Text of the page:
Crunchy Summer Salad with Creamy Avocado Dressing


Remember back when dousing some iceberg lettuce with ranch dressing was considered healthy? We know better now, but a lackluster vinaigrette makes us want to skip the salad altogether. Without the buttermilk and mayo, is it even worth it? This dressing, made with creamy avocado and tangy umeboshi vinegar, will show you the possibilities. You can make it as-is or substitute whatever herbs you have on hand: parsley, basil and cilantro are all great options. The salad itself is a colorful, texture-rich antidote to the stereotypical boring salad, and it's also customizable. Here we use a base of romaine because it's crunchy and sturdy enough to stand up to a creamy dressing, but you can use kale, mixed greens or any blend of greens your heart (and fridge) desires. Same for the add-ins: You can sub in green beans for the asparagus, use black beans instead of chickpeas, or mix in additional veggies you have available like cucumber or shredded carrots. If you want to get extra fancy with it, try grilling the corn for an added smoky flavor. While this salad can be eaten as a side, it's strong enough to star as the entree.

6 servings



  • 1 small avocado

  • 2 tablespoons umeboshi vinegar (see Tip)

  • 2 tablespoons lemon juice

  • 2 tablespoons olive oil

  • 2 teaspoons chopped fresh dill

  • 1 teaspoon snipped fresh chives

  • 1 teaspoon pure maple syrup

  • ¼ teaspoon garlic powder

  • ¼ teaspoon ground pepper

  • ½ cup water, plus more as needed


  • ½ pound asparagus, trimmed and cut into 1/2-inch pieces

  • 1 (15 ounce) can chickpeas, rinsed

  • 3 cups shredded red cabbage

  • ½ pint cherry tomatoes, halved

  • 1 ½ cups fresh corn kernels (about 2 ears)

  • 5 radishes, thinly sliced

  • 2 romaine hearts, cut into 1-inch pieces

  • 1 avocado, chopped


  1. To prepare dressing: Halve and pit avocado. Scoop the avocado flesh into a blender. Add vinegar, lemon juice, oil, dill, chives, syrup, garlic powder, pepper and water. Puree until smooth, adding 1 to 2 tablespoons more water if it seems too thick. (Makes about 1 cup.)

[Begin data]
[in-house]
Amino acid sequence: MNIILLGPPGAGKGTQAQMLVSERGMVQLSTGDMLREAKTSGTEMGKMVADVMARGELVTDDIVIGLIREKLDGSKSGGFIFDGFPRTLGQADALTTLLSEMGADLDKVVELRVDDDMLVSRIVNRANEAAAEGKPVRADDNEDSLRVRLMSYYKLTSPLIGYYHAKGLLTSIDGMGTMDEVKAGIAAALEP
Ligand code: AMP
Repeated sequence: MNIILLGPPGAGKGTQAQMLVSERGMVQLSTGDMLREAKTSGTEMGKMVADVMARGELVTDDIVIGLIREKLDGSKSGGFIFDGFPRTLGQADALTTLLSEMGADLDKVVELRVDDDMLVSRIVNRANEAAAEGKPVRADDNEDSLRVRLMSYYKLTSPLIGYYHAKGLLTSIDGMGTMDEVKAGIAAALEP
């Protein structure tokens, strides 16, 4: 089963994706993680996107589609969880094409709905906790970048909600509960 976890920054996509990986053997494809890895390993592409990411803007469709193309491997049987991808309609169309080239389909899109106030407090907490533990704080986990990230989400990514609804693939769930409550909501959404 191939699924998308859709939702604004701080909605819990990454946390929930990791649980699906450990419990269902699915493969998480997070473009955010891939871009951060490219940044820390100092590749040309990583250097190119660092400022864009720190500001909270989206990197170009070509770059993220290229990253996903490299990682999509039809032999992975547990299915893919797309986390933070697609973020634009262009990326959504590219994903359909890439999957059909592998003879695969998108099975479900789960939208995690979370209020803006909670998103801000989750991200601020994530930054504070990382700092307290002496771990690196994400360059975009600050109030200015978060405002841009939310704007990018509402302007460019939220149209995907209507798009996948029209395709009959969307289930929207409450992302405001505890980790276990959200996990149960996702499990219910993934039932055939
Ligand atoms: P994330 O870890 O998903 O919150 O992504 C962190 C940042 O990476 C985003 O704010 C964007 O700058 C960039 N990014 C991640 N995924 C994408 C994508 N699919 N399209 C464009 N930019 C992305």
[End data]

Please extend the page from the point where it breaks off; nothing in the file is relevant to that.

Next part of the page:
2. To prepare salad: Bring a large skillet of water to a simmer. Add asparagus and cook until barely done, 1 to 3 minutes, depending on the thickness of the spears. Drain and transfer to a bowl of ice water. When the asparagus is cool, remove from the ice water and dry thoroughly. Set aside.

  3. Toss chickpeas, cabbage, tomatoes, corn, radishes, lettuce and the blanched asparagus together in a large bowl. Pour 3/4 cup dressing over the vegetables; toss to coat. Add more dressing if desired. Divide between 6 plates or bowls. Top each serving with avocado.


Tip: Umeboshi vinegar, aka ume plum vinegar, is the pickling brine from making Japanese pickled plums. Find it in the Japanese or Asian section of your supermarket or with the other vinegars, or online. Eden Foods is one widely available brand. If you can't find umeboshi vinegar, red- or white-wine vinegar or lemon juice would all work well as a substitute. Because the umeboshi vinegar is quite salty, if you substitute another vinegar or lemon juice, you might find the dressing needs a little added salt.

Nutrition Facts (per serving)

306 Calories
17g Fat
37g Carbs
10g Protein
Nutrition Facts
Servings Per Recipe 6
Calories 306
% Daily Value *
Total Carbohydrate 37g 13%
Dietary Fiber 15g 52%
Total Sugars 9g
Added Sugars 1g 2%
Protein 10g 19%
Total Fat 17g 21%
Saturated Fat 2g 12%
Vitamin A 19327IU 387%
Vitamin C 45mg 50%
Folate 435mcg 109%
Sodium 522mg 23%
Calcium 128mg 10%
Iron 4mg 21%
Magnesium 86mg 20%
Potassium 1228mg 26%

Nutrition information is calculated by a registered dietitian using an ingredient database but should be considered an estimate.

* Daily Values (DVs) are the recommended amounts of nutrients to consume each day. Percent Daily Value (%DV) found on nutrition labels tells you how much a serving of a particular food or recipe contributes to each of those total recommended amounts. Per the Food and Drug Administration (FDA), the daily value is based on a standard 2,000 calorie diet. Depending on your calorie needs or if you have a health condition, you may need more or less of particular nutrients. (For example, it’s recommended that people following a heart-healthy diet eat less sodium on a daily basis compared to those following a standard diet.)

(-) Information is not currently available for this nutrient. If you are following a special diet for medical reasons, be sure to consult with your primary care provider or a registered dietitian to better understand your personal nutrition needs.

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